Today marks a chance for NBA coaches to become reunited with players for the first time in nearly seven months. It's a day that will give rookies the chance to be exposed to the league's lifestyle.
And it will likely be the single busiest day of player movement in NBA history.
That's because the NBA lockout officially came to a close yesterday, nearly two weeks after owners and the players union agreed to a new collective bargaining agreement. A written version of the agreement finally was completed yesterday afternoon, allowing the NBA to officially begin business at 2 p.m. today.
At that time, training camps will be allowed to open, players can be signed and trades can occur. That means that all of the major trades and free-agent signings that teams have pulled off over the last week can be made official.
The Washington Wizards' first-day focus will be on finding out whether they have an opportunity to re-sign Rod Strickland, last year's leader in assists who is a free agent. Strickland is seeking a five-year contract worth in the vicinity of $65 million, while the Wizards would like to limit the deal for the 32-year-old point guard to three years and in the $30 million range.
With an expected flurry of activity beginning today, the Wizards want an answer quickly so they can be in position to pursue other options. Strickland's agent, David Falk, told the Associated Press yesterday that it's unlikely Strickland will return.
"I don't think he'll be back here," Falk said. "We're trying to get him to New York. He loves that they have [Latrell] Sprewell [who will get traded to the Knicks when the lockout ends], Allan Houston and Larry Johnson there, and he thinks he can win a championship. I'd like to get him there so Patrick [Ewing] can win a championship."
Should Strickland go to New York -- likely in a sign-and-trade scenario -- it would return him to both his hometown and the place where he started his career. Wizards teammates are still hopeful Strickland will return.
"That was part of the excitement in my coming to Washington, to be able to play with Rod," said Wizards shooting guard Mitch Richmond. "I was looking forward to that, and I still am.
"I think Rod has really proven himself on the court. He's one of the premier guards in the game and it's much deserved to try to get the best offer," Richmond added. "He's the backbone of the team. You get better with age, and I don't think his game has slacked off any."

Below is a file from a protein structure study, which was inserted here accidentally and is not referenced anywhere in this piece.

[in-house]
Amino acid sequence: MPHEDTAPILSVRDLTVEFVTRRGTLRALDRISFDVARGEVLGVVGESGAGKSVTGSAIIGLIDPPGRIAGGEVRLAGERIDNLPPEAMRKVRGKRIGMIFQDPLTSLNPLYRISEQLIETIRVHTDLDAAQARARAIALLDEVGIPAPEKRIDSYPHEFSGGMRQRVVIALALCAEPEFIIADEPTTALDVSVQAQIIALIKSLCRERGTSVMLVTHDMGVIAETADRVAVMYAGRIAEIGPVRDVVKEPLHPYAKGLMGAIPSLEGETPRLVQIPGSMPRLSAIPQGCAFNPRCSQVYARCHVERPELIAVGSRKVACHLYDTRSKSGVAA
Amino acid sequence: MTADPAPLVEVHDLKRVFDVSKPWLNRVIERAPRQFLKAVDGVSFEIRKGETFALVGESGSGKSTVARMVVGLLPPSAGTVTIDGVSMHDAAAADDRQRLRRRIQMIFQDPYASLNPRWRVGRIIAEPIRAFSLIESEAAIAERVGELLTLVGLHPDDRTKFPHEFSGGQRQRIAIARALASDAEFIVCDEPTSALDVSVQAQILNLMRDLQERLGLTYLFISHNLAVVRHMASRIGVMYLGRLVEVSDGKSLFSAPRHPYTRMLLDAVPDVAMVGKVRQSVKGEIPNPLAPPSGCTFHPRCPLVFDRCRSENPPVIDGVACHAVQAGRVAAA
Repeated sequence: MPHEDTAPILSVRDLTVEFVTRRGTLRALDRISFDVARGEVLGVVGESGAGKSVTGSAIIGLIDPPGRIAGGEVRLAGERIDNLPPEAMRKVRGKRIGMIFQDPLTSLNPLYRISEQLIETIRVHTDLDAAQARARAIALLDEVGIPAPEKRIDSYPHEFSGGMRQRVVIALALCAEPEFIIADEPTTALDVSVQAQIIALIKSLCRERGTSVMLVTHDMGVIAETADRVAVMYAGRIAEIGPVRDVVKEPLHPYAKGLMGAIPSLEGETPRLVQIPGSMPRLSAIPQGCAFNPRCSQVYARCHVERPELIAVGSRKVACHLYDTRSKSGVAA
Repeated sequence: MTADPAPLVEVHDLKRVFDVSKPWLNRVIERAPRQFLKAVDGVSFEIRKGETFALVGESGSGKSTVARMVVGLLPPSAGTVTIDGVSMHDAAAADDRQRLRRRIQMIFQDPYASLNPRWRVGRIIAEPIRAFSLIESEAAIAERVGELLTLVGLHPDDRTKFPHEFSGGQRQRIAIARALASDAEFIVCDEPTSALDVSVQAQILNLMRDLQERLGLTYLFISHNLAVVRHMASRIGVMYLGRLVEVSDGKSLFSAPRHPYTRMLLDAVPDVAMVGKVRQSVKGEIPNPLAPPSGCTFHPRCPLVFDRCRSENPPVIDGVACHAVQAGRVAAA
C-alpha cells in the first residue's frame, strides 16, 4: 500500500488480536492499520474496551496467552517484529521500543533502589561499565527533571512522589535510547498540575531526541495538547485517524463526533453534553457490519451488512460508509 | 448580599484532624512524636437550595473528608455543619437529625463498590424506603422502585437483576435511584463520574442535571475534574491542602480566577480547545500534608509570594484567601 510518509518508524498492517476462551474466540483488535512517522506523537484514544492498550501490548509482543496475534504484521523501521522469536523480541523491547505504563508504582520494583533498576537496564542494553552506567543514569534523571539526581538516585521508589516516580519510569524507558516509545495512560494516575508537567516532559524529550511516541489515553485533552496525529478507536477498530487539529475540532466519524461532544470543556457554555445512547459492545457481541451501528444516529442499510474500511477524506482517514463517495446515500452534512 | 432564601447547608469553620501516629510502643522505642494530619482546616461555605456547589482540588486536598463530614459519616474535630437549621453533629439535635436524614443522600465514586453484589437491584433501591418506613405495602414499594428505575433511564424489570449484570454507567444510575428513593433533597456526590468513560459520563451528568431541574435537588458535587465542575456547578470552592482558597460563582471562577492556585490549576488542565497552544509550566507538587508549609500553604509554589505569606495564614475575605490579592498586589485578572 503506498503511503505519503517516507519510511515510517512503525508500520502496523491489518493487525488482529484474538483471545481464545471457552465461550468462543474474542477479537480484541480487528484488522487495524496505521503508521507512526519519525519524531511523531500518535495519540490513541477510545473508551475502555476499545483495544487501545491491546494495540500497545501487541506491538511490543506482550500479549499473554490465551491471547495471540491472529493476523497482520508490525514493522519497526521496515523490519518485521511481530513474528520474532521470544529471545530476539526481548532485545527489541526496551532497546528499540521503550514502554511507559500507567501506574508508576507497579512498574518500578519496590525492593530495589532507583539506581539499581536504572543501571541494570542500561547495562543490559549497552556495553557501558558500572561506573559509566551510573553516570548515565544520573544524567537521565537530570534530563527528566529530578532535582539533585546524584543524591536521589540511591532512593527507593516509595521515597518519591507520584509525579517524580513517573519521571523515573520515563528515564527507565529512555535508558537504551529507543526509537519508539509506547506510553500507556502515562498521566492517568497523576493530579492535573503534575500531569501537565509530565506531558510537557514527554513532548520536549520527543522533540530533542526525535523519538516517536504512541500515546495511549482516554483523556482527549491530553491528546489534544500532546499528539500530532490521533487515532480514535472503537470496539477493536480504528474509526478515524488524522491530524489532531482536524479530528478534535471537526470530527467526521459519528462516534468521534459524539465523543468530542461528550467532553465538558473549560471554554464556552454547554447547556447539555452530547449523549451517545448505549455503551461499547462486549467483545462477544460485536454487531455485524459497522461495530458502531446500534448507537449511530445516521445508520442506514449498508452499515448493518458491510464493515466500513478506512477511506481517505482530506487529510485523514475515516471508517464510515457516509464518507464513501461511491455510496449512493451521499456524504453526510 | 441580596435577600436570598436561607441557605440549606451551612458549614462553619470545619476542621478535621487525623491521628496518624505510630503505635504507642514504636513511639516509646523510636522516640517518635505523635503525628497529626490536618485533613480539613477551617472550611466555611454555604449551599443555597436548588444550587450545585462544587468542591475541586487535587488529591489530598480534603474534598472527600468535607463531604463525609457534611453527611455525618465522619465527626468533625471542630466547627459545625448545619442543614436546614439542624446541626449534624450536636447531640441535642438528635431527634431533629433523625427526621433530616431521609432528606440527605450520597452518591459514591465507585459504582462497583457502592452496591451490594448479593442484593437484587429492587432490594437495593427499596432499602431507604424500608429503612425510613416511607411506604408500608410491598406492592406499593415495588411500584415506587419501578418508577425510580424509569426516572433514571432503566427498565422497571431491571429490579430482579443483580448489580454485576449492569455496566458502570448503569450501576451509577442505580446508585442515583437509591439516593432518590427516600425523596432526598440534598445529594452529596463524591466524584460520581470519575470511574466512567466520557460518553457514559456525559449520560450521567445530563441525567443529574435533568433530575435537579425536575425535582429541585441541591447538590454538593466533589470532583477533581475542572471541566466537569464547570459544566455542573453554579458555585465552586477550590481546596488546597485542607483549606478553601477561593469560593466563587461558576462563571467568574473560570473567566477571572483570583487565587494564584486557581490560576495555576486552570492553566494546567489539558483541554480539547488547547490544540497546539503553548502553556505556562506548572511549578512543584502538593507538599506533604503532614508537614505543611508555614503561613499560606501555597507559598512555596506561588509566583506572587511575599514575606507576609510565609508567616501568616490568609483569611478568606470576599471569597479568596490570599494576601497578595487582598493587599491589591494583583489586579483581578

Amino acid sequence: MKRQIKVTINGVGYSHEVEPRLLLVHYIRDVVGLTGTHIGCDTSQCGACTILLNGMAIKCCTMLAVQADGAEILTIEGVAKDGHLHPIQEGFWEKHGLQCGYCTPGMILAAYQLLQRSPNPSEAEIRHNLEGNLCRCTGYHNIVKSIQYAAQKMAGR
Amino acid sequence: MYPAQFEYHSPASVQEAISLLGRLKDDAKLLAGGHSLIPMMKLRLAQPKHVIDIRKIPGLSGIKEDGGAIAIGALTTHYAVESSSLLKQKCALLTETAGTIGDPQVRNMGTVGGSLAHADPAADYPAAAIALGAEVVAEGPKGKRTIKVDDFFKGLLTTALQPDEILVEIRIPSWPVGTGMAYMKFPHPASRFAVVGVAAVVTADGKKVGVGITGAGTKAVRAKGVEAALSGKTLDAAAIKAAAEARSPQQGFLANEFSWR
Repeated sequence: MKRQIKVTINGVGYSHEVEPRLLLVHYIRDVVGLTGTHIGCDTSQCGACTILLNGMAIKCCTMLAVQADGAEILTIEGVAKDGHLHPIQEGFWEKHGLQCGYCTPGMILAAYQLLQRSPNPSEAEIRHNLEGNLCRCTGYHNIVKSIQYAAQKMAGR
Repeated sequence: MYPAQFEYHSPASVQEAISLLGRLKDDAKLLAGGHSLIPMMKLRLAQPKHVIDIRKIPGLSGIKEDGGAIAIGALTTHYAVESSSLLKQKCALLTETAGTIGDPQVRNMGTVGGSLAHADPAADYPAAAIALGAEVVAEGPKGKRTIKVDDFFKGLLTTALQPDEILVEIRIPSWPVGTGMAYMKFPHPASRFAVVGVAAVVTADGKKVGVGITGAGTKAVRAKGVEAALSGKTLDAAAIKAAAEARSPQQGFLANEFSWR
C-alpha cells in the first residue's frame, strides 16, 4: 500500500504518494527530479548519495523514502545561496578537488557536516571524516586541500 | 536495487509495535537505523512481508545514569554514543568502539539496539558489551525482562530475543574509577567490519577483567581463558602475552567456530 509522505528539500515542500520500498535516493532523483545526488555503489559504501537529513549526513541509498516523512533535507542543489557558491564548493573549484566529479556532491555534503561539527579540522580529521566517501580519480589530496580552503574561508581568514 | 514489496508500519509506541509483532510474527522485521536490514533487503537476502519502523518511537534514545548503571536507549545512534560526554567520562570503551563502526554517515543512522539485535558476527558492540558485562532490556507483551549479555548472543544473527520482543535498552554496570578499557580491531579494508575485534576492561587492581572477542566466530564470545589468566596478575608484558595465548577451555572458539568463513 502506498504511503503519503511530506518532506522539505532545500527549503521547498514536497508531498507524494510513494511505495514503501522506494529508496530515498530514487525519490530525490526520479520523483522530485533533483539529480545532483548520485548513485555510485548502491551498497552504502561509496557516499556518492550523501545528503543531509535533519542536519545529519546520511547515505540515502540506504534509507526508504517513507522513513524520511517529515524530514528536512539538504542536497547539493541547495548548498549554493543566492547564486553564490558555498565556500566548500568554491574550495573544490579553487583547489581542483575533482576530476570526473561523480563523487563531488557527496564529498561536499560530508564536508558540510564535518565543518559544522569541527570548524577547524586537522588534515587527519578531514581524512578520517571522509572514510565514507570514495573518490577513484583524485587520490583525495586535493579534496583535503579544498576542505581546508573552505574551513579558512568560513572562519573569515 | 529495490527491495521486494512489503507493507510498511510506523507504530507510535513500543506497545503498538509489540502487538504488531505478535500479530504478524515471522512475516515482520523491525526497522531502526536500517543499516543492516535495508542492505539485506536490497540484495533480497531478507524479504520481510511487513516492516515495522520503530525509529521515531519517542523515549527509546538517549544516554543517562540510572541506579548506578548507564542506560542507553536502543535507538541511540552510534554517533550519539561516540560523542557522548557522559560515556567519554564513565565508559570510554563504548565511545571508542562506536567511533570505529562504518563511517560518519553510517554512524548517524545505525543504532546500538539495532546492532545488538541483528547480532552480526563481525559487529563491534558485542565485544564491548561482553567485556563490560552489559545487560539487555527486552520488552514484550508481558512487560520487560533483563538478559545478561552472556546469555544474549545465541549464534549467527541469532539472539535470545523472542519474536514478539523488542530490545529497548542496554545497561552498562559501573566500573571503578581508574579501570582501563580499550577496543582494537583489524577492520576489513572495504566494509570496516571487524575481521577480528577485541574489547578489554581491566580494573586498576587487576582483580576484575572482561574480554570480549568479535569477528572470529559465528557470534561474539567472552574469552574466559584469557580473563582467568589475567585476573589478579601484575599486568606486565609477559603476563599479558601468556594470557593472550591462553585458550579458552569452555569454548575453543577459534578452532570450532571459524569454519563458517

Should Falk be able to trigger a deal, the Wizards would be in the market for a point guard. One they might look at is free agent Sherman Douglas, a backup to Sam Cassell in New Jersey last season. Douglas, a Washington native, might be inclined to return home in a starter's role rather than be a backup with the Nets another season.
While Strickland's situation is uncertain, what is certain is the large amount of player movement expected today as teams hurriedly prepare for a regular season that begins in a little more than two weeks.
The flurry is sparked partly by the short amount of time that teams have to prepare, and partly by the window of opportunity presented some teams in search of a championship by the recent retirement of Michael Jordan.
One such team is New York, which will likely complete a deal today that will land Sprewell in exchange for forwards Chris Mills and Terry Cummings, and guard John Starks. In acquiring Sprewell, the Knicks apparently beat out Miami and Indiana -- the teams considered front-runners in the Eastern Conference. Scottie Pippen also will officially join the Houston Rockets today.
Two of the most pressing issues on the free-agent front were the futures of Antonio McDyess and Tom Gugliotta.
McDyess apparently decided last night to return to the Denver Nuggets, the team he played for in his first two NBA seasons.
"It was a real close call," McDyess' agent, James Bryant, told the Associated Press. "It came down to a question of do you want to inherit a contender or do you want to build one? Phoenix is a great franchise, but Denver is doing a lot of exciting things that haven't come out yet."
The Suns, who surrendered two players and four draft picks when they acquired McDyess from the Nuggets, immediately turned their attention to Gugliotta. But there remained a chance that Gugliotta would end up staying in Minnesota or go to the Los Angeles Lakers.
A source close to the Lakers told the Associated Press that the team was offering Elden Campbell, Eddie Jones and rookie Sam Jacobsen to the Timberwolves in a sign-and-trade deal for Gugliotta.
Suns owner Jerry Colangelo had found it hard to believe that McDyess would reject the Suns in favor of a franchise that won 11 games last season.
"It defies logic in my opinion," Colangelo said. "We think this is a great spot for him. But a lot of things have happened this off-season."
NOTE: Gheorghe Muresan was at the Wizards' practice facility yesterday for the first time since informal workouts began. Muresan had back surgery over the summer to alleviate nerve problems that were affecting his right foot. The 7-foot-7 free agent, who began working out several weeks ago, said he would like to re-sign with Washington. "I think I'll be back in March," Muresan said. "I don't feel any pain now, I feel sore."
Pub Date: 1/21/99